More than 5 million Americans suffering from Alzheimer’s disease, and scientists expect this number to triple by 2050. Experts say that African Americans are two to three times more likely than white Americans to develop the disease. A momentous scientific study focused on early detection of Alzheimer’s disease, and tracking it over time, seeks healthy volunteers without memory problems, as well as people who have mild memory problems, and those who have been diagnosed with mild dementia due to Alzheimer’s disease.
The prestigious Alzheimer’s Disease Neuroimaging Initiative – or ADNI – funded by the National Institutes of Health, is one of the largest and longest running Alzheimer’s disease trials in history. Now in the third phase of trials, researchers are studying how quickly things like reasoning and the ability to perform certain functions change in the aging brain. Researchers need to better understand the disease progression in order to speed the pace of discovery in the race to prevent, treat and cure Alzheimer’s disease.
“It is extremely important that more African Americans get involved in the fight against Alzheimer’s disease, which affects nearly all of us in some way,” said Michael Weiner, MD, principal investigator of the study. “We need to know why and how Alzheimer’s disease progresses in African Americans in order to discover new treatments that could significantly improve the way we treat it in the future.”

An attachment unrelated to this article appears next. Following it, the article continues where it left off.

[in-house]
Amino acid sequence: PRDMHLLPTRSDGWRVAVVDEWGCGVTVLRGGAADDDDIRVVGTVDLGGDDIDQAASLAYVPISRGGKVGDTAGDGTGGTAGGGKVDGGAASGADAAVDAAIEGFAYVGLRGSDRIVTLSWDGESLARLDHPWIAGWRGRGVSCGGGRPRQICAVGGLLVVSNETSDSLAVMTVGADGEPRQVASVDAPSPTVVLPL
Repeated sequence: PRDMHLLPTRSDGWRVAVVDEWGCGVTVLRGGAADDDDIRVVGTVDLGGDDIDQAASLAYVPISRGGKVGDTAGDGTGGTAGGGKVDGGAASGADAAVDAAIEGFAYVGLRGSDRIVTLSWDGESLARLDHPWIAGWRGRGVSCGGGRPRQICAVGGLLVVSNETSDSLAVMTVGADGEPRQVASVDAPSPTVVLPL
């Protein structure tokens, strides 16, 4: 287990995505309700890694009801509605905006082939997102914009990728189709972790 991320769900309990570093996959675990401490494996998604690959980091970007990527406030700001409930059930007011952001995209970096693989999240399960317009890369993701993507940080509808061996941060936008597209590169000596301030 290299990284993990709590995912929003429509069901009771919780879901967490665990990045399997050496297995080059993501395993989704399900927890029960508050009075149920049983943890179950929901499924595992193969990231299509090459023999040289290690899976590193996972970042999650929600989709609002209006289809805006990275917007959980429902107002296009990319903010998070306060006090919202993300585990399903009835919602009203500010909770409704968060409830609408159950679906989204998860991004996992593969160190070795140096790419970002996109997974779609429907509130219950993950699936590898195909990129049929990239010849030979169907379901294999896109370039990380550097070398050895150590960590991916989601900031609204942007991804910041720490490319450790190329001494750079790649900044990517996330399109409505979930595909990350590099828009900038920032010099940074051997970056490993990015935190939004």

The study uses state-of-the-art imaging to monitor brain levels of two proteins called tau and amyloid, both of which are significant indicators of Alzheimer’s disease. Researchers track cognitive function through computer tests at home and in a doctor’s office, which includes measuring changes in one’s ability to handle money, a common warning sign of the disease.
“One of the biggest challenges researchers face is finding people to volunteer to take part in studies,” said Weiner. “We can beat Alzheimer’s, but we can’t do it without volunteers.”
The ADNI Study needs 800 people to enroll in sites across the United States and in Canada. Researchers are looking for people between the ages of 55 and 90 who have normal thinking and memory function, as well as those who have mild memory problems and those who have been diagnosed with mild dementia due to Alzheimer’s disease. No medication is involved.